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Lawyers v. Funders

Lawyers v. Funders

The letter setting out the settlement reached between the Law Society and the Legal Services Commision and Ministry of Justice has leaked out… and is here for anyone interested.

No big bangs. A small increase to the fixed fees and some empty promises on consulting more in future. Doesn’t seem like much to me. It was no doubt satisfying to beat the LSC — it would have been tragically amusing if the Law Society, comprised of solicitors, had failed — but this looks a lot like a proper Pyrrhic victory.

For those who are interested, the terms are as follows:

Financial benefits 

  • A revised approach to unrecouped payments on account from more than six years ago – subject to cases involving dishonesty and / or greater than £20,000 on an individual case. 
  • An increase of 2% on all legal help fixed fees and underlying hourly rates from 01/07/08
  • An increase of 2% in the hourly rates only for Level 2 Family Help lower
  • Care level 2 fee increased from £347 to £405
  • 5% increase in CLR fees and rates for mental health (whether paid as standard fee cases or exceptional claims), plus 2% for remote travel payments
  • 5% increase in CLR fees and rates for asylum and immigration cases covered by the standard fee scheme (whether paid as standard fee cases or exceptional claims)
  • New rules on Standard Monthly Payments so that changes will not happen so often, so unpredictably and with such large variations

 Stability measures 

  • A commitment by the LSC (subject to certain caveats, particularly relating to CLACs and CLANs) not to terminate the Unified Contract before it expires through effluxion of time in April 2010
  • Deferment of the further changes to family fee schemes (including standard fees for private law family litigation, adjustments to the escape threshold for care standard fees, and a new advocacy fee scheme) which had been due this year, until April 2010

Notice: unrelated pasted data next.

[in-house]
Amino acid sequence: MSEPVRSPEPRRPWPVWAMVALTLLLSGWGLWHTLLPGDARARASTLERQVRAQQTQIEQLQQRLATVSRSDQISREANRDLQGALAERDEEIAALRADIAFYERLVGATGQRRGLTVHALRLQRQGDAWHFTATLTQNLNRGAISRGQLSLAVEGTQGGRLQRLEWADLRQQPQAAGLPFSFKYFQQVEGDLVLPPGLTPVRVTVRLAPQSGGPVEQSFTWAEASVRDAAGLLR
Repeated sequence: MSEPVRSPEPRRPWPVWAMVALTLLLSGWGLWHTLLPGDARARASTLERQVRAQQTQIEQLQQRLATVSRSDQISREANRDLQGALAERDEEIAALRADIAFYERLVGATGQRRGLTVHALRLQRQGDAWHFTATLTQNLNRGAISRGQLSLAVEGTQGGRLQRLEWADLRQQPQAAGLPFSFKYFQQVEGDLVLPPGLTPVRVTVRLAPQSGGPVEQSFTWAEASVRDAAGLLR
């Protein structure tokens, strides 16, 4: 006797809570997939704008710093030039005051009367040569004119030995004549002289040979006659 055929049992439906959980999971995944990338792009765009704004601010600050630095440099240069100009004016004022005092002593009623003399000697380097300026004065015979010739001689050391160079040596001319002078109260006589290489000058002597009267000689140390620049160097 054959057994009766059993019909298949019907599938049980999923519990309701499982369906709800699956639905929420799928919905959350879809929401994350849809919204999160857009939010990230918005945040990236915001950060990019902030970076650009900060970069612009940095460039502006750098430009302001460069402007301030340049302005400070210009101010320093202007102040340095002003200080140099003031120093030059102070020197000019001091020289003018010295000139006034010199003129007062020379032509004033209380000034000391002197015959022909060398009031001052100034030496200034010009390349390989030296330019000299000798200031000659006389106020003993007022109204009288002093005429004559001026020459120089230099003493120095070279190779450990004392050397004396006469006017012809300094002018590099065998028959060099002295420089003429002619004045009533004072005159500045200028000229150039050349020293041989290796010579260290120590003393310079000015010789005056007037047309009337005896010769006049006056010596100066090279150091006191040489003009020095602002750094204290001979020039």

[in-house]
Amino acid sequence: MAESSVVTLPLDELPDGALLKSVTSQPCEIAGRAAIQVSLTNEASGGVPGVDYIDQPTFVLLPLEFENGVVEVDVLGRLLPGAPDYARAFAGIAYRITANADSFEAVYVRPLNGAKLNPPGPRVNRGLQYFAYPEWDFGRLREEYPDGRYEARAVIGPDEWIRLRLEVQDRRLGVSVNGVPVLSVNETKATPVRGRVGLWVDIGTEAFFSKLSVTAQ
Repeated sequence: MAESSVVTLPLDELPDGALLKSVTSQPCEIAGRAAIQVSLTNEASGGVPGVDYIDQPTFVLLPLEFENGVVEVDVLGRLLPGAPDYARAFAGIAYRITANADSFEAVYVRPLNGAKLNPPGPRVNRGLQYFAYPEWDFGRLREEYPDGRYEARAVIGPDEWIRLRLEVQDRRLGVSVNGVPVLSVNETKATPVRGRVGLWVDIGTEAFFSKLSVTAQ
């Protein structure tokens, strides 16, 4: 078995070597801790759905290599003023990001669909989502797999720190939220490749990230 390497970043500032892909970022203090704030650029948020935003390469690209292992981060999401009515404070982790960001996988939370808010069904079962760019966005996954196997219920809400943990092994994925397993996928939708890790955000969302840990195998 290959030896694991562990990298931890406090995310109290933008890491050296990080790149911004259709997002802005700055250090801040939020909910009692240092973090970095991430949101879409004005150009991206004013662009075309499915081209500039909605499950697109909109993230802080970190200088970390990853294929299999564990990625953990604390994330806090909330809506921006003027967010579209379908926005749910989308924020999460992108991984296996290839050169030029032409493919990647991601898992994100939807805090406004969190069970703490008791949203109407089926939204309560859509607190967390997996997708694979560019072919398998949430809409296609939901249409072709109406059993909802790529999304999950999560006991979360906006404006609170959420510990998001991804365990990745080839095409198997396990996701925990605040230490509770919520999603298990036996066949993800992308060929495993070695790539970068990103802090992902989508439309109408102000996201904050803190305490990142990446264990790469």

• Acceptance by the LSC that their right to amend contracts is significantly curtailed, and that therefore the historic approach of making significant structural changes during the life of a contract cannot continue
  • The rule on remainder work will be changed so that firms are entitled to undertake it for two years after termination of their contract, so long as it has not been terminated for fault.

 Certainty 

  • The LSC is publishing a route map for civil and family legal aid showing the way forward until 2013, in which it commits not to introduce price competitive tendering for civil and family cases before 2013
  • The LSC is announcing a delay of six months to the earliest possible date for the introduction of best value tendering for crime, and will publish a full route map in its response to the BVT consultation
  • The LSC is publishing (once purdah for the local elections is out of the way) a list of the areas in which CLACs or CLANs may be introduced before April 2010. No CLACs or CLANs will be launched outside these areas before that date.

Reviews The following reviews are being set up, with terms of reference settled in the course of negotiations all reviews to be published.: 

  • The setting up of a Consultative Group equivalent to the Criminal Contracts Consultative Group. An early task for this group will be a full review of the new fee structures
  • A joint review of peer review accreditation, the specialist quality mark and other quality assurance issues.
  • A joint working group to address concerns about the contract compliance audit processes.
  • A joint review of the immigration stage billing problem, with a report to be published by 30th June 2008.
  • Law Society involvement in the evaluation of CLACs and CLANs, including our Head of Research to be on the advisory board

Free Movement
The Free Movement blog was founded in 2007 by Colin Yeo, a barrister at Garden Court Chambers specialising in immigration law. The blog provides updates and commentary on immigration and asylum law by a variety of authors.

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